Dryers of the prior art have their limitations and do not satisfactorily meet the needs of traveling athletes. Conventional stationary dryers include either electric or gas heating elements, a motor-driven drum, and a means for circulating and exhausting forced air which is used for drying. Some dryers may include a means for dispensing fragrances; however, fragrances are more typically included in fabric softeners or antistatic sheets which may be placed into the drum along with clothing to be dried. One example of a conventional drier designed accommodate the particular needs of athletic clothing and equipment is the invention disclosed in U.S. Pat. No. 5,369,892 to Dhaemers. Dhaemers '892 discloses a drier which forces heated air around and through clothing and equipment placed within. The Dhaemers '892 design combines drying and mixing chambers, heating elements, and ultraviolet emitters, yet has no rotatable drum. Whereas the Dhaemers '892 invention is particularly well suited for athletic clothing and equipment, all embodiments of this invention are of considerable size and weight. One embodiment of the Dhaemers '892 design which is portable has the essential characteristics of its stationery counterparts; however, it is not designed to be assembled, disassembled, and transported easily by a person who needs to transport travel bags and other articles as well.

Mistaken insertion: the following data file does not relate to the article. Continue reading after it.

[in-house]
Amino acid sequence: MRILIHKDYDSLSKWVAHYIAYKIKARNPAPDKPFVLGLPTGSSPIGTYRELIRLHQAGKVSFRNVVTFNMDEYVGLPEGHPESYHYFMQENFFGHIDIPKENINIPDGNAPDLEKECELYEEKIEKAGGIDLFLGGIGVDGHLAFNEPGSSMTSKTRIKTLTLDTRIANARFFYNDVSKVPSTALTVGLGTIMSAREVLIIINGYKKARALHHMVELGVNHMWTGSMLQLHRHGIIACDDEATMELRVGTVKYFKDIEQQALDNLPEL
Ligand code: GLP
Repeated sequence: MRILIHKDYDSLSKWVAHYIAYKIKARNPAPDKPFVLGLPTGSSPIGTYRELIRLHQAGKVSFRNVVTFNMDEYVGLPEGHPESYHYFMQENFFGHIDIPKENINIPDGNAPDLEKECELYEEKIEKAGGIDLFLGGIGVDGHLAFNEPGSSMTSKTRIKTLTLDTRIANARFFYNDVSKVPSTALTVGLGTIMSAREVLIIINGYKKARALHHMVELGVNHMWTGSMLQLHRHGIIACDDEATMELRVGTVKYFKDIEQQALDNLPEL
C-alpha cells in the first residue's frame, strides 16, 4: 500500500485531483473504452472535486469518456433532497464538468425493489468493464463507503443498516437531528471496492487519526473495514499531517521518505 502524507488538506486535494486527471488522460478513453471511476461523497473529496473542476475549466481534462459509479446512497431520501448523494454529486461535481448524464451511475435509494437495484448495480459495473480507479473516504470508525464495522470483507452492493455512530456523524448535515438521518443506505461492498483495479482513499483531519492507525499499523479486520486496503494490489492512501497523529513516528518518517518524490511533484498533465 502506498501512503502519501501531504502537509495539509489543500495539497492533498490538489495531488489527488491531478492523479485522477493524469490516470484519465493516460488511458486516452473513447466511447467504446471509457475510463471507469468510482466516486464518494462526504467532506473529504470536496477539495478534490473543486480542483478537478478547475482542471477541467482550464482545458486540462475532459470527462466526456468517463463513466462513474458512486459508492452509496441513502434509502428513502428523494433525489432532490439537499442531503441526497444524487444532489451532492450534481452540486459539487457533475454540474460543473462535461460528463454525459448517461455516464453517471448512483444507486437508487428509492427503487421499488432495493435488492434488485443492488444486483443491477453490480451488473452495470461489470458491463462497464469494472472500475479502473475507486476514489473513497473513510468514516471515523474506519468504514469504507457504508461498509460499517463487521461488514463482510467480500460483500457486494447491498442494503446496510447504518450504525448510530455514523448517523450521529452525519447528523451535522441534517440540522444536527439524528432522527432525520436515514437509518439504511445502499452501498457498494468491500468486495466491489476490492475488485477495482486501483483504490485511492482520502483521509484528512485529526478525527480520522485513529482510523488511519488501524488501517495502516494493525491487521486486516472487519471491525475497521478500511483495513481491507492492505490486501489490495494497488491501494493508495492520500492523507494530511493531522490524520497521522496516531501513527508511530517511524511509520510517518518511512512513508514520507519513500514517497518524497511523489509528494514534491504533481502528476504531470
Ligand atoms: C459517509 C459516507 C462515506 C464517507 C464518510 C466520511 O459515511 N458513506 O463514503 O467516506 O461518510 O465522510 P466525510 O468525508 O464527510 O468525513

An easily transportable drier is disclosed in United Kingdom Patent No. 2,247,514A to Chung et al. The Chung '514 design includes a collapsible housing, an air inlet which accepts the air outlet of an ordinary hair drier, and a means for hanging or holding small articles to be dried. While the Chung '514 invention may meet the needs of those who travel occasionally, there are characteristics which limit its use for athletic clothing and equipment. First, this design is reliant upon an external device, a hair drier, for airflow and heat, a device which is not optimally designed for the drying of clothes. Second, this design accommodates small articles such as socks and the like, but does not easily accept larger articles of clothing or pieces of equipment.